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The Journal of Military History 70.1 (2006) 183-186

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Abandoning Vietnam

Abandoning Vietnam: How America Left and South Vietnam Lost Its War. By James H. Willbanks. Lawrence: University Press of Kansas, 2004. ISBN 0-7006-1331-5. Maps. Illustrations. Tables. Charts. Notes. Bibliography. Index. Pp. x, 377. $39.95.

It is axiomatic that the period covered and the subject studied in a historical work determines the questions it can answer. This is as true for the Vietnam War as it is for any period and subject. For example, William Le Gro's Vietnam: From Cease Fire to Capitulation obviously will answer questions about the fall of South Vietnam and do so within a time frame that begins with the Paris Peace Accords on 27 January 1973 and ends with Saigon's surrender to the Communists on 30 April 1975. And, from the perspective of the senior South Vietnamese military officer on the Joint General Staff, General Cao Van Vien, The Final Collapse will answer queries about the factors leading to the conquest, or collapse, of South Vietnam in the same years.

From the other side of the temporal divide, George Herring's America's Longest War: The United States and Vietnam, 1950-1975 concentrates, as the title suggests, on the role of the United States in the Southeast Asian war. Thus the questions it answers are those relevant to America's role. When that role ends in early 1973, Herring neatly wraps up South Vietnam's demise in a few pages and then moves on to discuss the war's legacy for the United States. In the same vein, titles chosen [End Page 183] almost randomly from the scholar's bookshelf—General Phillip B. Davidson's Vietnam at War, William Duiker's Sacred War: Vietnam and Revolution in a Divided Vietnam, and Lewis Sorley's A Better War: The Unexamined Victories and Final Tragedy of America's Last Years in Vietnam—are also captives of the period and subject their authors have chosen to write about. These words are, I hasten to add, descriptive, not pejorative, of the condition in which all historians find themselves once they settle down to their story.

For the reader who desires to better understand how and why South Vietnam fell and fell so quickly in April 1975, the disadvantage of such books is obvious: None tell the whole story. Despite making brief bows to the past, those in the first group tend to begin as the Americans depart, while those in the second, making equivalent bows to the future, end as the Americans depart in early 1973. The first group lacks a useable past, the second a useable future. Given this complex but understandable historiographic reality, we are fortunate indeed that Dr. James H. Willbanks, who teaches at the Combat Studies Institute, U.S. Army Command and General Staff College, has settled down and written Abandoning Vietnam: How America Left and South Vietnam Lost Its War. He has given us a superb narrative of the years 1968 to 1975, one structured around the performance and accomplishments of South Vietnam's military in operations against North Vietnamese and Viet Cong forces, yet placed firmly within the framework of advice and support provided by the United States. Additionally, key events in the United States and, as well, the diplomacy in Paris are all part of the tapestry Willbanks weaves. His narrative, a skillfully shaped critical path of events, begins with the election of Richard Nixon, where the story of the fall of South Vietnam really starts, and ends, when the story is really over, with the fall of Saigon.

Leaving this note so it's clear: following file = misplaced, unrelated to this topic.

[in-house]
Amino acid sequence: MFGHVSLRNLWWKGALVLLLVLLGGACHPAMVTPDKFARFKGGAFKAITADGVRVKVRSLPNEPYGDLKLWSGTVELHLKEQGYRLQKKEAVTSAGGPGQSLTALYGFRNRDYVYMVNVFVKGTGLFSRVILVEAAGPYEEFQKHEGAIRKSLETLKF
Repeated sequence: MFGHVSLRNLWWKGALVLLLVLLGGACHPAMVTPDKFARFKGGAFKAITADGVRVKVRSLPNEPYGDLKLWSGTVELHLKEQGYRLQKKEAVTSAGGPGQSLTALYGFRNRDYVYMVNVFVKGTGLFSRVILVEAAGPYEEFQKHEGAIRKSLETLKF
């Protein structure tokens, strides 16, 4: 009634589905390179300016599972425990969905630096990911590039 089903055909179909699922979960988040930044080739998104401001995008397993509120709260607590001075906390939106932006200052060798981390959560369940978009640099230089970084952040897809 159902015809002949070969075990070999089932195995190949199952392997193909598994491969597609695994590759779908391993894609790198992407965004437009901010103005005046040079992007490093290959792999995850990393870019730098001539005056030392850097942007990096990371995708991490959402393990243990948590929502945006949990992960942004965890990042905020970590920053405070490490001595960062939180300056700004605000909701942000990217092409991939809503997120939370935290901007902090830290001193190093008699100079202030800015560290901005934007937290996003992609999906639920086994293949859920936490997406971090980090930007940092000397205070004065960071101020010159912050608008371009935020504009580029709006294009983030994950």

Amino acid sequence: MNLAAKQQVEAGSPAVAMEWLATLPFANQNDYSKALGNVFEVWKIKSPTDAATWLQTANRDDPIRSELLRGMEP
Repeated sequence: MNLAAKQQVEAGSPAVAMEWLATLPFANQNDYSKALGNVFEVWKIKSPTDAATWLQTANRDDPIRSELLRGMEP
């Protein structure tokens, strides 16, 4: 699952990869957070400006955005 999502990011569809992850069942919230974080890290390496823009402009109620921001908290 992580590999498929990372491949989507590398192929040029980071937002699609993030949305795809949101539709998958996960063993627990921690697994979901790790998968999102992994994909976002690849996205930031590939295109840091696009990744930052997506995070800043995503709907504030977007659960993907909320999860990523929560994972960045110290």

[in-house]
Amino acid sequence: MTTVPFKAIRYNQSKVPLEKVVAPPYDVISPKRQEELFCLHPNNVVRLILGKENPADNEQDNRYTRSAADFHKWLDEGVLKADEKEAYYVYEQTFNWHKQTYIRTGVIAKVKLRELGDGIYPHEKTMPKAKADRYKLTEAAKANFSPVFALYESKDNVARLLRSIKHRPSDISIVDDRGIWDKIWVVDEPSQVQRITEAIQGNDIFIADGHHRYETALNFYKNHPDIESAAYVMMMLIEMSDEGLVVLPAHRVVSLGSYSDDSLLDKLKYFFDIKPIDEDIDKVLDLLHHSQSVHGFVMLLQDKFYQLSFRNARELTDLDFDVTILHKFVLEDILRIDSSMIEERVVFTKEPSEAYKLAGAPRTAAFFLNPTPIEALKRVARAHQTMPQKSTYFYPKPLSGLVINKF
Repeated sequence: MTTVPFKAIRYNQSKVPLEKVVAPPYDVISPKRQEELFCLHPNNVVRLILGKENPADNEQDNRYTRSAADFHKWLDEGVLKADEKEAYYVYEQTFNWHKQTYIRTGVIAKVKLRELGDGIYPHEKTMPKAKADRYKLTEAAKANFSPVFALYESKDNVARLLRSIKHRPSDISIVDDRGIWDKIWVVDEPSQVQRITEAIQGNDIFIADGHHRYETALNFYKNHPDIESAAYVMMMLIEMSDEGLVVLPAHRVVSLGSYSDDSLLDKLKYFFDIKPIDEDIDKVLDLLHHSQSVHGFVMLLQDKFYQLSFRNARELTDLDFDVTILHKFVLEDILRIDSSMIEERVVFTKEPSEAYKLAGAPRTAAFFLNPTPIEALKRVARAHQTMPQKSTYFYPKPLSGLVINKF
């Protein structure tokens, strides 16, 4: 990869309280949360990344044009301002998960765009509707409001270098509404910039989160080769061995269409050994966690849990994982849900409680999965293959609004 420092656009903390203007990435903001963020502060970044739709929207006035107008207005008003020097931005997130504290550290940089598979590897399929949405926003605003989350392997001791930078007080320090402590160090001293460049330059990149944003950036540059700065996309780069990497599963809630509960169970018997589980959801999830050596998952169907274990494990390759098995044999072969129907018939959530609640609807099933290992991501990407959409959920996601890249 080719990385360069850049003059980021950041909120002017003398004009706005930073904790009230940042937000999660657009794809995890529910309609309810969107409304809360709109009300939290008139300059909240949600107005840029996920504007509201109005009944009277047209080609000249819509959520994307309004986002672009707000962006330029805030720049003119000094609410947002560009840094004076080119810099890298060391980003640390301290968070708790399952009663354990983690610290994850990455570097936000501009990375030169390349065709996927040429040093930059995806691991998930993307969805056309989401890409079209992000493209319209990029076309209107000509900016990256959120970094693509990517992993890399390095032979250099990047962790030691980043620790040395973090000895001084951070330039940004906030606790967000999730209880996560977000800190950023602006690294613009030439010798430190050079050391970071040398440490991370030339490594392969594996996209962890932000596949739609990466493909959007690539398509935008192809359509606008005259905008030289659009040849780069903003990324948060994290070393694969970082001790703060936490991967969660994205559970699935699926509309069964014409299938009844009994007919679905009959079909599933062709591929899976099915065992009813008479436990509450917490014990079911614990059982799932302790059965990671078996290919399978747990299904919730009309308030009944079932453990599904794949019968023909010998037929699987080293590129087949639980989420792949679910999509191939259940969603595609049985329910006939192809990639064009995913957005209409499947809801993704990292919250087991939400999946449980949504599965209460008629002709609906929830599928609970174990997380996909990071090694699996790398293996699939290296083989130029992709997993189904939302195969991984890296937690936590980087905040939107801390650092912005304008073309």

In his account—an Introduction, ten chapters, and a Conclusion—Professor Willbanks covers territory familiar and unfamiliar. In each chapter, he vigorously tells his story, fully analyzing the factors relevant to the topic at hand and how, at any given moment, these and other factors related to and influenced one another. Such an approach in less able hands might have produced an unwholesome mélange. Willbanks, however, has successfully brought it all together. He has also...